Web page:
Investment levels have grown tenfold between 2003 and 2008 to a figure of around $840bn. There was a sharp downturn in 2009 as there was in all areas. However, the commonly held view is that this is the one area capable of sustainable growth going forward, albeit with periodic adjustments, and presents huge opportunities for innovation. It's rare for Presidents and Prime Ministers to lobby on behalf of a sector and perhaps even rarer to promise to put money into it but that is what is happening with low-carbon.
Investment levels during 2010, on the face of it, appear to have returned to those seen in 2008. However there are some stark changes. Firstly, the North American market in terms of VC investment now accounts for some 75 per cent, and California around 50 per cent, of the global total, with Europe's percentage share reducing. Secondly, these investments have been dominated by large follow on rounds of existing and largely solar deals with investments in early stage deals being the same as during the height of the financial crisis in 2009. Thirdly, while North America and Europe remain dominant in VC funding, the IPO market, still well below 2007 levels, has seen a huge increase in activity in China. Up until the financial crisis Europe was the major market for IPOs. During the last quarter they only represented around two per cent of the total by value with China representing over 70 per cent.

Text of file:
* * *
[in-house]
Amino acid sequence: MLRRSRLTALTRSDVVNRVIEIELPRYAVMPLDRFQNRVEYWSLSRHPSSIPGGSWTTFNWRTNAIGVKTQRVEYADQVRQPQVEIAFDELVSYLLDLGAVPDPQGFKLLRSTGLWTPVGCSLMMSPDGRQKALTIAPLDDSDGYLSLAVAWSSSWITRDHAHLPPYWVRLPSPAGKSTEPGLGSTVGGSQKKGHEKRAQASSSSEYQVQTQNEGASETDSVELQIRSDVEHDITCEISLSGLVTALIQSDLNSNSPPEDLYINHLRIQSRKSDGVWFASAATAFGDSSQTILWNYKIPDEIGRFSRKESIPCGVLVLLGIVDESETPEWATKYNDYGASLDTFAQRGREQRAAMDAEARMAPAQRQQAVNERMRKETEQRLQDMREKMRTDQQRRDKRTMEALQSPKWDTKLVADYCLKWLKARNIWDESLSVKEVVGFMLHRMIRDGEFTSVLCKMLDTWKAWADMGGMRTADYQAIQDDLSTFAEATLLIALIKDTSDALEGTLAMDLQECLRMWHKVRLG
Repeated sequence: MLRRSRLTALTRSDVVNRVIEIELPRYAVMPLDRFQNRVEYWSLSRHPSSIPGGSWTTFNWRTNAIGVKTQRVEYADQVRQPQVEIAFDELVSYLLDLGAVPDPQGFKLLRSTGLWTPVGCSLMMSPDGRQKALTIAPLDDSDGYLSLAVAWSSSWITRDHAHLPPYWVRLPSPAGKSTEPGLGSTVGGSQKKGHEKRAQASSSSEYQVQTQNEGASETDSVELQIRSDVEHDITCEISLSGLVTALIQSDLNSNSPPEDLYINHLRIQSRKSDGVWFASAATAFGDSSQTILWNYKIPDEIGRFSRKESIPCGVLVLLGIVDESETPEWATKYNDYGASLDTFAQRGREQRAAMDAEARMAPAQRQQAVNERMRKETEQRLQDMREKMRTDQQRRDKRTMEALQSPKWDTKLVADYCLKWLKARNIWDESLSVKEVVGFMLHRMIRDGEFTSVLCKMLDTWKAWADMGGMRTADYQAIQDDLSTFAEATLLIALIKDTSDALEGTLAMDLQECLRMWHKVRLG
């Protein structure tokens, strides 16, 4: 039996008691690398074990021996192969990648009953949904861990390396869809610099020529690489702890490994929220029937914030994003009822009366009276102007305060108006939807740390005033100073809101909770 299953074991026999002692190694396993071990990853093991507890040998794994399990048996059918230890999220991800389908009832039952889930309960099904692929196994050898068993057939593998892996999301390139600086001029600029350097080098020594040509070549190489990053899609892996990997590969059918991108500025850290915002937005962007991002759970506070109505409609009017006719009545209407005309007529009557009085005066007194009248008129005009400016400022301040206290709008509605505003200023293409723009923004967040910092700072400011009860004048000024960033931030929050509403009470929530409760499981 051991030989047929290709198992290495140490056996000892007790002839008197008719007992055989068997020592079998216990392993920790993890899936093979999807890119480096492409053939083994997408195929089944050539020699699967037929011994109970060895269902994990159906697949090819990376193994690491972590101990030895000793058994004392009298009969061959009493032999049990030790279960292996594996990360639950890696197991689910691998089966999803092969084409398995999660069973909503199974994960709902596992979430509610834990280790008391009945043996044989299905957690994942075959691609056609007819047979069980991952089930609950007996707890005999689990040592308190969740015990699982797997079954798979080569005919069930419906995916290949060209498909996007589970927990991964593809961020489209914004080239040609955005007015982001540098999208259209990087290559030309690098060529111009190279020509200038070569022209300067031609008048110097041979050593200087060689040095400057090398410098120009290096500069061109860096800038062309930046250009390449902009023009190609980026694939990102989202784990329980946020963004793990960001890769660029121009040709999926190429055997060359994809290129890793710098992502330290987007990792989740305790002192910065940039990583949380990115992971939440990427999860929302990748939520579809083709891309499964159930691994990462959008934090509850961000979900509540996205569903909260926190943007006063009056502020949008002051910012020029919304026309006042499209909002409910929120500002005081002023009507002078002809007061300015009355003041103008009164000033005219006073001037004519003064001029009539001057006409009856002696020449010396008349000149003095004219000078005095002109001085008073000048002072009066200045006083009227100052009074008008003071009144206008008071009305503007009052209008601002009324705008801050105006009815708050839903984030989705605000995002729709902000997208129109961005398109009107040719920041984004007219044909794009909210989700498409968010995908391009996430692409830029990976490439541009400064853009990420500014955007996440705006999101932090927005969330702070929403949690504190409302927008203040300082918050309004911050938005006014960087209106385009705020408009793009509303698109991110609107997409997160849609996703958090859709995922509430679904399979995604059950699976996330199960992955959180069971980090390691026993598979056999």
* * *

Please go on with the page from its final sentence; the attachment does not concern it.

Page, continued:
Opportunities abound or not?